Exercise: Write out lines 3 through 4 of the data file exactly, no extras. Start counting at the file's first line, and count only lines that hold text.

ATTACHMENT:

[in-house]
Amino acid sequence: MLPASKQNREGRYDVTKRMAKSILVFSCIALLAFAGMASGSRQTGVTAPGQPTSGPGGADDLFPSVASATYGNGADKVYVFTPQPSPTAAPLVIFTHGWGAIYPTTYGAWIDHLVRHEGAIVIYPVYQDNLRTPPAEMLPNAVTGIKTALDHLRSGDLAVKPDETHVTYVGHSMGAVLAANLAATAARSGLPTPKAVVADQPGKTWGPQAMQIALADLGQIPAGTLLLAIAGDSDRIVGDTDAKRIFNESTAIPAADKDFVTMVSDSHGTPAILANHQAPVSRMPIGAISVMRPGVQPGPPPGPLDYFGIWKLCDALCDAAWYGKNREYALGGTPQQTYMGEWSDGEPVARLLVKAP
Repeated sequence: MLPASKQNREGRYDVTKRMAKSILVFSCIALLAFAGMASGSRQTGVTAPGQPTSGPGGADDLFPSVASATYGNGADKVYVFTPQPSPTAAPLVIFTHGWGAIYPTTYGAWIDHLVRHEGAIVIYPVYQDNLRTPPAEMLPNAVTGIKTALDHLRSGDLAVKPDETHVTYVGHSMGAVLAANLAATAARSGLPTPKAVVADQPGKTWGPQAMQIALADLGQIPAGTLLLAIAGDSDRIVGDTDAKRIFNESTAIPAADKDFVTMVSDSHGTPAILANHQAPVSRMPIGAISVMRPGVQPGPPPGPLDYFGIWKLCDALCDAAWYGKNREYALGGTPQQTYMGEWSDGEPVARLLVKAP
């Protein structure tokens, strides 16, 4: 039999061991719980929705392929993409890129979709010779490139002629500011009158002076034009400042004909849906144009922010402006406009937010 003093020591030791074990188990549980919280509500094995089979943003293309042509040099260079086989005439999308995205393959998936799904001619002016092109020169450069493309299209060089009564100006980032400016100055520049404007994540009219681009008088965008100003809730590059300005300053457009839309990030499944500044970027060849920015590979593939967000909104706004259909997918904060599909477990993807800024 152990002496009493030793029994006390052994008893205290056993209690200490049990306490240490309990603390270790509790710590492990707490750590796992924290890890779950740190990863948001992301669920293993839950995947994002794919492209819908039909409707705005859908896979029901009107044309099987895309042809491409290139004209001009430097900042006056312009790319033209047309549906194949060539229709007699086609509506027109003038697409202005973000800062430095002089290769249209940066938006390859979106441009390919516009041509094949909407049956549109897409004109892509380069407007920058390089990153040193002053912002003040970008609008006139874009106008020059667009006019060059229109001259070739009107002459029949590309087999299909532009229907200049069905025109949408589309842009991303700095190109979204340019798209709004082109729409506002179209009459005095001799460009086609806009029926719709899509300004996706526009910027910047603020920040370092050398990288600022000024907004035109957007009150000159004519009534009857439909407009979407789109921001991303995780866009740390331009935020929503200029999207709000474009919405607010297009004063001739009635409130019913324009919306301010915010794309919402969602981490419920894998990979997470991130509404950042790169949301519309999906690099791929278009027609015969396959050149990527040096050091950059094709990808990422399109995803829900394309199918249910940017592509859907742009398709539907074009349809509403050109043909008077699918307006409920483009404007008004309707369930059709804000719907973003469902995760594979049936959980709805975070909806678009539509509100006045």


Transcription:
Repeated sequence: MLPASKQNREGRYDVTKRMAKSILVFSCIALLAFAGMASGSRQTGVTAPGQPTSGPGGADDLFPSVASATYGNGADKVYVFTPQPSPTAAPLVIFTHGWGAIYPTTYGAWIDHLVRHEGAIVIYPVYQDNLRTPPAEMLPNAVTGIKTALDHLRSGDLAVKPDETHVTYVGHSMGAVLAANLAATAARSGLPTPKAVVADQPGKTWGPQAMQIALADLGQIPAGTLLLAIAGDSDRIVGDTDAKRIFNESTAIPAADKDFVTMVSDSHGTPAILANHQAPVSRMPIGAISVMRPGVQPGPPPGPLDYFGIWKLCDALCDAAWYGKNREYALGGTPQQTYMGEWSDGEPVARLLVKAP
């Protein structure tokens, strides 16, 4: 039999061991719980929705392929993409890129979709010779490139002629500011009158002076034009400042004909849906144009922010402006406009937010 003093020591030791074990188990549980919280509500094995089979943003293309042509040099260079086989005439999308995205393959998936799904001619002016092109020169450069493309299209060089009564100006980032400016100055520049404007994540009219681009008088965008100003809730590059300005300053457009839309990030499944500044970027060849920015590979593939967000909104706004259909997918904060599909477990993807800024 152990002496009493030793029994006390052994008893205290056993209690200490049990306490240490309990603390270790509790710590492990707490750590796992924290890890779950740190990863948001992301669920293993839950995947994002794919492209819908039909409707705005859908896979029901009107044309099987895309042809491409290139004209001009430097900042006056312009790319033209047309549906194949060539229709007699086609509506027109003038697409202005973000800062430095002089290769249209940066938006390859979106441009390919516009041509094949909407049956549109897409004109892509380069407007920058390089990153040193002053912002003040970008609008006139874009106008020059667009006019060059229109001259070739009107002459029949590309087999299909532009229907200049069905025109949408589309842009991303700095190109979204340019798209709004082109729409506002179209009459005095001799460009086609806009029926719709899509300004996706526009910027910047603020920040370092050398990288600022000024907004035109957007009150000159004519009534009857439909407009979407789109921001991303995780866009740390331009935020929503200029999207709000474009919405607010297009004063001739009635409130019913324009919306301010915010794309919402969602981490419920894998990979997470991130509404950042790169949301519309999906690099791929278009027609015969396959050149990527040096050091950059094709990808990422399109995803829900394309199918249910940017592509859907742009398709539907074009349809509403050109043909008077699918307006409920483009404007008004309707369930059709804000719907973003469902995760594979049936959980709805975070909806678009539509509100006045």